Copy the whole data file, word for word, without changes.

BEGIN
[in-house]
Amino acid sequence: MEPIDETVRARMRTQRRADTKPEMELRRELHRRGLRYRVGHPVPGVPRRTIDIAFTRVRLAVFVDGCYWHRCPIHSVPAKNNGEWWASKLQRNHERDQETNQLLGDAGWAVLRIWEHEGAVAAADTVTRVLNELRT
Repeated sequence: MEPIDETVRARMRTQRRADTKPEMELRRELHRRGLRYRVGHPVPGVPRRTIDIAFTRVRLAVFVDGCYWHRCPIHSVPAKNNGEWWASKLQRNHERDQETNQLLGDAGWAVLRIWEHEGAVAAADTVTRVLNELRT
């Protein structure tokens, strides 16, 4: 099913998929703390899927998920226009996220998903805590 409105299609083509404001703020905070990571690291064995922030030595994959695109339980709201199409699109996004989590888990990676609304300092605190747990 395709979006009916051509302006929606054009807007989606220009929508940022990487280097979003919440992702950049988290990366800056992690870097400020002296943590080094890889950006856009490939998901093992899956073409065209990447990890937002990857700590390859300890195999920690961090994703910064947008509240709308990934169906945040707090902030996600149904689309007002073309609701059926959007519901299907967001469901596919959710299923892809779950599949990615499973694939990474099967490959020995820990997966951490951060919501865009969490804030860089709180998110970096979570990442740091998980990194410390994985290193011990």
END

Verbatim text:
[in-house]
Amino acid sequence: MEPIDETVRARMRTQRRADTKPEMELRRELHRRGLRYRVGHPVPGVPRRTIDIAFTRVRLAVFVDGCYWHRCPIHSVPAKNNGEWWASKLQRNHERDQETNQLLGDAGWAVLRIWEHEGAVAAADTVTRVLNELRT
Repeated sequence: MEPIDETVRARMRTQRRADTKPEMELRRELHRRGLRYRVGHPVPGVPRRTIDIAFTRVRLAVFVDGCYWHRCPIHSVPAKNNGEWWASKLQRNHERDQETNQLLGDAGWAVLRIWEHEGAVAAADTVTRVLNELRT
């Protein structure tokens, strides 16, 4: 099913998929703390899927998920226009996220998903805590 409105299609083509404001703020905070990571690291064995922030030595994959695109339980709201199409699109996004989590888990990676609304300092605190747990 395709979006009916051509302006929606054009807007989606220009929508940022990487280097979003919440992702950049988290990366800056992690870097400020002296943590080094890889950006856009490939998901093992899956073409065209990447990890937002990857700590390859300890195999920690961090994703910064947008509240709308990934169906945040707090902030996600149904689309007002073309609701059926959007519901299907967001469901596919959710299923892809779950599949990615499973694939990474099967490959020995820990997966951490951060919501865009969490804030860089709180998110970096979570990442740091998980990194410390994985290193011990």